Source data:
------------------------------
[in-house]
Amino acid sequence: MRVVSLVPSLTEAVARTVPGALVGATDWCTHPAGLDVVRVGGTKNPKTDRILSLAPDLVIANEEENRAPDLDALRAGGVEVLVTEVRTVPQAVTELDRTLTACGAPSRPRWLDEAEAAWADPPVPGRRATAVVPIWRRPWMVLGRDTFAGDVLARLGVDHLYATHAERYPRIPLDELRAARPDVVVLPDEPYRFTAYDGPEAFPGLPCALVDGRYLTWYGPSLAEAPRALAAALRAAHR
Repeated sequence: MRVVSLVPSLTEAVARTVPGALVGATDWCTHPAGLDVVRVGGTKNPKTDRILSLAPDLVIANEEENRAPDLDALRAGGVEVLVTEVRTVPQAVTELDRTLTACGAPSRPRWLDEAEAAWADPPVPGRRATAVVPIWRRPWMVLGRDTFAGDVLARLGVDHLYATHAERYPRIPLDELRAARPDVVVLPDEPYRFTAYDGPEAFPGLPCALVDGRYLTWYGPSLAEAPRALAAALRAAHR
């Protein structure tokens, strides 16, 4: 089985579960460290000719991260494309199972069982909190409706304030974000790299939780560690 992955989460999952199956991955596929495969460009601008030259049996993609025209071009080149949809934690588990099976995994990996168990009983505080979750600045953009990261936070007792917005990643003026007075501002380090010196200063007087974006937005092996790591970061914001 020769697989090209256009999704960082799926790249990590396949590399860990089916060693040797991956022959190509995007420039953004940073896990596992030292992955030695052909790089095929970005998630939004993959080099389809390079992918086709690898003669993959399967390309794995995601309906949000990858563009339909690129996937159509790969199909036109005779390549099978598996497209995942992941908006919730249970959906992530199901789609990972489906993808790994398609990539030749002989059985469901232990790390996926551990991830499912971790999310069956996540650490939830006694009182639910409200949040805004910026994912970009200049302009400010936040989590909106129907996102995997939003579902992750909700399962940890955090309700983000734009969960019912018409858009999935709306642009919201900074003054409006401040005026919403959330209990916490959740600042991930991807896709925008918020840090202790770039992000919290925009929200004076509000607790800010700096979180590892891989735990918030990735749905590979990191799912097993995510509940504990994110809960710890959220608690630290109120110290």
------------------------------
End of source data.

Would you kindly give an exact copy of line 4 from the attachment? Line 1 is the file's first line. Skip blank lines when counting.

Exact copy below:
């Protein structure tokens, strides 16, 4: 089985579960460290000719991260494309199972069982909190409706304030974000790299939780560690 992955989460999952199956991955596929495969460009601008030259049996993609025209071009080149949809934690588990099976995994990996168990009983505080979750600045953009990261936070007792917005990643003026007075501002380090010196200063007087974006937005092996790591970061914001 020769697989090209256009999704960082799926790249990590396949590399860990089916060693040797991956022959190509995007420039953004940073896990596992030292992955030695052909790089095929970005998630939004993959080099389809390079992918086709690898003669993959399967390309794995995601309906949000990858563009339909690129996937159509790969199909036109005779390549099978598996497209995942992941908006919730249970959906992530199901789609990972489906993808790994398609990539030749002989059985469901232990790390996926551990991830499912971790999310069956996540650490939830006694009182639910409200949040805004910026994912970009200049302009400010936040989590909106129907996102995997939003579902992750909700399962940890955090309700983000734009969960019912018409858009999935709306642009919201900074003054409006401040005026919403959330209990916490959740600042991930991807896709925008918020840090202790770039992000919290925009929200004076509000607790800010700096979180590892891989735990918030990735749905590979990191799912097993995510509940504990994110809960710890959220608690630290109120110290």